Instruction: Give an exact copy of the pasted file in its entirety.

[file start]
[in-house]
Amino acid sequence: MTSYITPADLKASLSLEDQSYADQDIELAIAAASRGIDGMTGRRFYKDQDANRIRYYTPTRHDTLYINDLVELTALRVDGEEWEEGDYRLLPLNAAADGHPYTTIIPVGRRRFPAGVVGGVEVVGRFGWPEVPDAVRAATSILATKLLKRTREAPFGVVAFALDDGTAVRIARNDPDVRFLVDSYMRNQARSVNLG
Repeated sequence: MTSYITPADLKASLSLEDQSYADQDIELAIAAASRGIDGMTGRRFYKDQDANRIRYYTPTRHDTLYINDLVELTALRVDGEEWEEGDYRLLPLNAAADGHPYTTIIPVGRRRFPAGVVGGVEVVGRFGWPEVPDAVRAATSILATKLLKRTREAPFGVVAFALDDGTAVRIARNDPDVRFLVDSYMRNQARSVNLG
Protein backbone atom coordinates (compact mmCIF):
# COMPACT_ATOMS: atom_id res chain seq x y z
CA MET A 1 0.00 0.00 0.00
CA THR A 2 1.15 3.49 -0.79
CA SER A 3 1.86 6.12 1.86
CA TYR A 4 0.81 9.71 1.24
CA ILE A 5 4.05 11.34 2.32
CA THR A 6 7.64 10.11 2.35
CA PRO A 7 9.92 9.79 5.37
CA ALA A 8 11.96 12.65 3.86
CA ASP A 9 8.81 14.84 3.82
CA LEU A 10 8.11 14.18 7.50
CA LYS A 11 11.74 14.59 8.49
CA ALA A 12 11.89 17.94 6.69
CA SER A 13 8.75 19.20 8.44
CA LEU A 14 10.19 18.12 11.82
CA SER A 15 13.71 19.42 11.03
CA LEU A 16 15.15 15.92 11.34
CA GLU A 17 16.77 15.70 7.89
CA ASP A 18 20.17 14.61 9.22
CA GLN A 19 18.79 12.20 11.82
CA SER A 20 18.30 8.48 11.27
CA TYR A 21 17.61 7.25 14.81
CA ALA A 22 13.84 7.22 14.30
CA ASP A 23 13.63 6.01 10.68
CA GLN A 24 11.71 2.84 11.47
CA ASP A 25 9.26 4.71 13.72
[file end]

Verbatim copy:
[in-house]
Amino acid sequence: MTSYITPADLKASLSLEDQSYADQDIELAIAAASRGIDGMTGRRFYKDQDANRIRYYTPTRHDTLYINDLVELTALRVDGEEWEEGDYRLLPLNAAADGHPYTTIIPVGRRRFPAGVVGGVEVVGRFGWPEVPDAVRAATSILATKLLKRTREAPFGVVAFALDDGTAVRIARNDPDVRFLVDSYMRNQARSVNLG
Repeated sequence: MTSYITPADLKASLSLEDQSYADQDIELAIAAASRGIDGMTGRRFYKDQDANRIRYYTPTRHDTLYINDLVELTALRVDGEEWEEGDYRLLPLNAAADGHPYTTIIPVGRRRFPAGVVGGVEVVGRFGWPEVPDAVRAATSILATKLLKRTREAPFGVVAFALDDGTAVRIARNDPDVRFLVDSYMRNQARSVNLG
Protein backbone atom coordinates (compact mmCIF):
# COMPACT_ATOMS: atom_id res chain seq x y z
CA MET A 1 0.00 0.00 0.00
CA THR A 2 1.15 3.49 -0.79
CA SER A 3 1.86 6.12 1.86
CA TYR A 4 0.81 9.71 1.24
CA ILE A 5 4.05 11.34 2.32
CA THR A 6 7.64 10.11 2.35
CA PRO A 7 9.92 9.79 5.37
CA ALA A 8 11.96 12.65 3.86
CA ASP A 9 8.81 14.84 3.82
CA LEU A 10 8.11 14.18 7.50
CA LYS A 11 11.74 14.59 8.49
CA ALA A 12 11.89 17.94 6.69
CA SER A 13 8.75 19.20 8.44
CA LEU A 14 10.19 18.12 11.82
CA SER A 15 13.71 19.42 11.03
CA LEU A 16 15.15 15.92 11.34
CA GLU A 17 16.77 15.70 7.89
CA ASP A 18 20.17 14.61 9.22
CA GLN A 19 18.79 12.20 11.82
CA SER A 20 18.30 8.48 11.27
CA TYR A 21 17.61 7.25 14.81
CA ALA A 22 13.84 7.22 14.30
CA ASP A 23 13.63 6.01 10.68
CA GLN A 24 11.71 2.84 11.47
CA ASP A 25 9.26 4.71 13.72